Meet the Vagus Nerve

The word “vagus” means wandering in Latin, which makes sense as the vagus nerve is the longest cranial nerve in the body. It runs from the brain stem to part of the colon. 

We should give this nerve a little extra love because it is responsible for:

  • digestion
  • heart rate
  • breathing
  • cardiovascular activity
  • reflex actions, such as coughing, sneezing, swallowing, and vomiting

It plays a role in the autonomic nervous system, which controls actions people do unconsciously, such as breathing and digestion. And is a part of our fight or flight response. 

That’s a lot, right? 

To go even further, it may also form a link between the gut and the brain, playing a role in what scientists call the gut-brain axis. 

Experts have been studying the gut-brain axis to look for links between conditions like depression.

So how can you support/stimulate/and tone your vagus nerve for peaceful living? 

We have some ideas…


One of the main ways that you can stimulate the healthy function of the vagus nerve is through deep, slow belly breathing. A Breathwork class like one offered by Karen Kelly is an easy way to (re)learn full breathing to trigger the parasympathetic nervous system, and turn the dial down on cortisol. This breathing exercise is goof everyone, even children:

  1. Lie on your back, place one hand on your chest, and the other on your belly.
  2. Close your eyes and relax the weight of your whole body onto the ground.
  3. When ready, breathe in slowly through the nose. The hand on your belly should rise, the one on your chest should not. Repeat breathing slowly, without judgement. (You’ll get there!)
  4. When you’ve found your belly breathing, on inhale, take a deep breath on a count of 4, and then slowly breathe out on the same count of 4. After a handful of rounds doing 4:4, extend the exhale to 6 or 8.
  5. Continue for as long as feels good. Gently transition into your day.

Lemon Balm

Working with herbs can help to tone the nervous system, including the vagus nerve. Lemon balm makes for an excellent natural sedative. 

Along with passionflower, chamomile and mallow, lemon balm is a relaxant par excellence. Fantastic against anxiety and all sorts of worries, lemon balm also stands out for its sedative properties which are really useful against flu symptoms. A little warning: be careful not to overdose: lemon balm can have an exciting effect if taken in large quantities.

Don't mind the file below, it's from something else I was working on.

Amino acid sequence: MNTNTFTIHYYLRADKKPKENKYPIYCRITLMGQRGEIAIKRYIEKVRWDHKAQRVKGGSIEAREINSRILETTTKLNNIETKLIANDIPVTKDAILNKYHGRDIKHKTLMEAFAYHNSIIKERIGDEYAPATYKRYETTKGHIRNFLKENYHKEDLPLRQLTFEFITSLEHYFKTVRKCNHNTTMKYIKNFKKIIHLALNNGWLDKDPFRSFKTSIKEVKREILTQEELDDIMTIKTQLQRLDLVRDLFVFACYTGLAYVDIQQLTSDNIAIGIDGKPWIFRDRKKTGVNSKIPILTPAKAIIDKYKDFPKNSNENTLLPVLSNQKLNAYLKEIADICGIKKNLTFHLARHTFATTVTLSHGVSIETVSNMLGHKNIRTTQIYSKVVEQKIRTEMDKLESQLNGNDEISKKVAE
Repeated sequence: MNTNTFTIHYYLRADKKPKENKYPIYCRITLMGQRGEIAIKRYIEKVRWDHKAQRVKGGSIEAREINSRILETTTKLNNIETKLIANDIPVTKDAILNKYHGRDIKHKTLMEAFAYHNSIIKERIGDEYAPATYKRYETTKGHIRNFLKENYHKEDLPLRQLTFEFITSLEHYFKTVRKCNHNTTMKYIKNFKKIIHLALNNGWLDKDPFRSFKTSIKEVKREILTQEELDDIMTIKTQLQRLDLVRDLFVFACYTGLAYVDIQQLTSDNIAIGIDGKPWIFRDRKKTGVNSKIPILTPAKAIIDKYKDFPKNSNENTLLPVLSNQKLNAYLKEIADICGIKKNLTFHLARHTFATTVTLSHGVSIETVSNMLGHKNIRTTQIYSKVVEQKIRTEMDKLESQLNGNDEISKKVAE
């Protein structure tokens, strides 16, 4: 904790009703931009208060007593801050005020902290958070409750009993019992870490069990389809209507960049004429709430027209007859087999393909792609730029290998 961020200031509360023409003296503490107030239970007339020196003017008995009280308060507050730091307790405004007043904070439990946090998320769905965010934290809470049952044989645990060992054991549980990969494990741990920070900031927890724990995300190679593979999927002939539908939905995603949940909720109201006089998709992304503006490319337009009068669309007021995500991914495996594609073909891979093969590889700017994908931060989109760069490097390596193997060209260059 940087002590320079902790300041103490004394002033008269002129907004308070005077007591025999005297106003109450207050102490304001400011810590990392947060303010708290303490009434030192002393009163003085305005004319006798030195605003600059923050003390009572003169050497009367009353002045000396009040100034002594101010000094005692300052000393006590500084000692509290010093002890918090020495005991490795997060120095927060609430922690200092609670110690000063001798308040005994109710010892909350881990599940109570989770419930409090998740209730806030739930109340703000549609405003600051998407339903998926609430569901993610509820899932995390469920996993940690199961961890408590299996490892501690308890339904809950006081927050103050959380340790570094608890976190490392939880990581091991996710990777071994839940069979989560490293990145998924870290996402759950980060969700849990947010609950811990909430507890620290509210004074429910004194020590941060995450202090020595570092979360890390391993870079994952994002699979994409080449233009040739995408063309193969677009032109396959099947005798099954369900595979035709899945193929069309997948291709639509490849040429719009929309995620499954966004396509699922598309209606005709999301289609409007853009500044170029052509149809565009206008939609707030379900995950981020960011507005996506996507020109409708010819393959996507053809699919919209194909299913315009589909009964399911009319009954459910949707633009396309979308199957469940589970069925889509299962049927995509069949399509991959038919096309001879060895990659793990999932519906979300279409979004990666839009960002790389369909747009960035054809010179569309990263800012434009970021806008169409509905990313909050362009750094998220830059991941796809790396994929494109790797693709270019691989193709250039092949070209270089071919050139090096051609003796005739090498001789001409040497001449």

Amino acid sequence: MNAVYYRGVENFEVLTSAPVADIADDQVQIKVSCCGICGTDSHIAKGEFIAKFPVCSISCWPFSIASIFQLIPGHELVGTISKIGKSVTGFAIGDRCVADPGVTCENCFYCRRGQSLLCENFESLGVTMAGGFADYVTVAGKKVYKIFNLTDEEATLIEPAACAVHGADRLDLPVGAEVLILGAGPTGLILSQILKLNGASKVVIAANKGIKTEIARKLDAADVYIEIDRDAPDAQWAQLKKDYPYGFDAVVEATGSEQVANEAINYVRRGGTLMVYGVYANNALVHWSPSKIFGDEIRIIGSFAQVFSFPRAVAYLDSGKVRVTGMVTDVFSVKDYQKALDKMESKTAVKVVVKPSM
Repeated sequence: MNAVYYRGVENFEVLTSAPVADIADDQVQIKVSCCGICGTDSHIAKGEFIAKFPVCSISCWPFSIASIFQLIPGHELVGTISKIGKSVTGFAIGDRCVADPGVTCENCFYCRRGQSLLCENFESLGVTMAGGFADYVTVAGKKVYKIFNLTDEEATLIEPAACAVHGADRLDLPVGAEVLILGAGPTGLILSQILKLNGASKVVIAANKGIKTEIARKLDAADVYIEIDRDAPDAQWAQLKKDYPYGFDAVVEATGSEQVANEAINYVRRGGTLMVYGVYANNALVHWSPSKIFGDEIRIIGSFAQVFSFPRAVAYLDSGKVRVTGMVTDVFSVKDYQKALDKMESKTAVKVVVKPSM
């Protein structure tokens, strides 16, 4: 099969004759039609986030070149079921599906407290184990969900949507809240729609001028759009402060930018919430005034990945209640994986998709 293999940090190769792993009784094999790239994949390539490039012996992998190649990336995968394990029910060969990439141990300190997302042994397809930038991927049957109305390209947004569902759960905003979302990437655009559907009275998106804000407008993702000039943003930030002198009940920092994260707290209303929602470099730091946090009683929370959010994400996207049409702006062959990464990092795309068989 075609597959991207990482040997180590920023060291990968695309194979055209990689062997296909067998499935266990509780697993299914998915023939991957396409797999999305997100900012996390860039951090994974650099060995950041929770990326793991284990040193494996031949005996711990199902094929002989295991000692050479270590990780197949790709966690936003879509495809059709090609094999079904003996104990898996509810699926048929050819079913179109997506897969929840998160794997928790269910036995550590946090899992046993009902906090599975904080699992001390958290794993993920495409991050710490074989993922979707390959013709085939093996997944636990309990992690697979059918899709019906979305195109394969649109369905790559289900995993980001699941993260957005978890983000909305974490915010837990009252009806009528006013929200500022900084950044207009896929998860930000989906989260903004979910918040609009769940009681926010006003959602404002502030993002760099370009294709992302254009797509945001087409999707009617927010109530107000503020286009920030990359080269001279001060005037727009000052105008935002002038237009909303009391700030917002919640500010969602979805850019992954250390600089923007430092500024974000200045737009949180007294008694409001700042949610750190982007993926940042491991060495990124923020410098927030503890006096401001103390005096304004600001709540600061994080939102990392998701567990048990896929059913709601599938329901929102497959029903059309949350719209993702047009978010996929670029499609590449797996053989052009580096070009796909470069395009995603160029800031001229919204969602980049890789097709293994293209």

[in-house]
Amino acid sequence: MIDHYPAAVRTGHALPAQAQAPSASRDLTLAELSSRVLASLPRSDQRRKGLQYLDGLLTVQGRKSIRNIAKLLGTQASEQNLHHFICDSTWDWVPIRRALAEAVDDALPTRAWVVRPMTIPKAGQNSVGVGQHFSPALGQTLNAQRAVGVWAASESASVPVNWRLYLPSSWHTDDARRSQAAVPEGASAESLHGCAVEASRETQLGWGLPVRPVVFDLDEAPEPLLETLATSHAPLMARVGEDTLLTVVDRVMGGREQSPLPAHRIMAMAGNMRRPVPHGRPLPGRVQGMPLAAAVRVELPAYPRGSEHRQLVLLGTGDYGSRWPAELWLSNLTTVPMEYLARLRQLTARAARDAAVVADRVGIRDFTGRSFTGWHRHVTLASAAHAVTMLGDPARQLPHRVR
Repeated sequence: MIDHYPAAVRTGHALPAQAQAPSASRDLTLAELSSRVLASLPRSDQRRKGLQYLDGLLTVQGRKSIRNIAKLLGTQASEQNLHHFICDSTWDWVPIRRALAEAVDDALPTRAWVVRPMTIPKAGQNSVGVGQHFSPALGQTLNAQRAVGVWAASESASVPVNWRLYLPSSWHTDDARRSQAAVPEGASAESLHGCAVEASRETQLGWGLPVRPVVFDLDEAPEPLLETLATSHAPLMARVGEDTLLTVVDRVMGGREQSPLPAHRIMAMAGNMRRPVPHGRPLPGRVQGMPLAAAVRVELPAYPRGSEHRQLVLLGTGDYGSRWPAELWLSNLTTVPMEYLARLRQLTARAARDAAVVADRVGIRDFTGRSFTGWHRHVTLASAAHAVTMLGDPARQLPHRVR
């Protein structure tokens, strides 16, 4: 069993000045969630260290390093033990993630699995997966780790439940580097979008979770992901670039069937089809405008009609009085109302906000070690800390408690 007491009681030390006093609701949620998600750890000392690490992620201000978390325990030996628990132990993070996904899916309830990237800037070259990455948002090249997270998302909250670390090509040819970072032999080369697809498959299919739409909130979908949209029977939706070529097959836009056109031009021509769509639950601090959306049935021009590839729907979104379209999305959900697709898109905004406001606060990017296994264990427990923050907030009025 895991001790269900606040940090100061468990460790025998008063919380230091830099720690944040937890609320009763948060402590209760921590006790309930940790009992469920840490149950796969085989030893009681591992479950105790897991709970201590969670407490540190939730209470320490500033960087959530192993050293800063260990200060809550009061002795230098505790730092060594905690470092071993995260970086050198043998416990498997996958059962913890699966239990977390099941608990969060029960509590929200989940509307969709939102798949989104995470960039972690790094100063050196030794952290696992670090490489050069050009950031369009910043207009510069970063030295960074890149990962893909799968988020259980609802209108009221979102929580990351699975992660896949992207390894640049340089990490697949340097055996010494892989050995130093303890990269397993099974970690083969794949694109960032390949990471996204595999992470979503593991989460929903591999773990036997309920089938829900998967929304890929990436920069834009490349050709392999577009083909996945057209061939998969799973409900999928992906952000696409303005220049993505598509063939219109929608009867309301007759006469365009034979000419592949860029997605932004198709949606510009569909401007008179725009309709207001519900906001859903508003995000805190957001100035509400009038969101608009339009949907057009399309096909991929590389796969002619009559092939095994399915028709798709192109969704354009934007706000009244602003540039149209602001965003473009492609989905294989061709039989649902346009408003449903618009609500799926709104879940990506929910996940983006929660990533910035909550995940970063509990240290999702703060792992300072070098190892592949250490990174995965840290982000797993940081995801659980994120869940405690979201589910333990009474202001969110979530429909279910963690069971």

In the form of herbal tea, it helps lower your temperature and eliminate extra toxins. However, this healthy and good mood infusion also alleviates menstrual syndrome symptoms like nausea and cramps. Lemon balm’s essential oil is a natural analgesic and helps treat headaches and relax the nervous system and muscles.

We love this Calm by Masha Tea.


Every individual has different reasons for meditating, from relieving job stress and reducing anxiety of all kinds and minimizing physical pain to improving relationships and determining life's direction.

Meditation can provide immediate relief. Longterm, meditation can be used to get to the heart of anxious feelings and make deeper changes. There are plenty of places for you to begin, or so Mr Google says... No matter where you start, our pal Nate Martinez makes music that helps you connect with your breath, to explore deep listening and to unplug from your busy life for a moment.



Have a good laugh! Laughter and smiling is a great way to destress. In fact, research shows you can reverse engineer happiness by smiling alone! Go for a walk with a friend who makes you grin, or call someone who never fails to make you giggle (stop by the shop and say hello!). What does it for you is subjective, and… we’re all for going down a yuk yuk rabbit hole on Tik Tok, a SNL comedy compilation or this Bugs Bunny classic.

All of us at Boketto wishes you ease, all ways.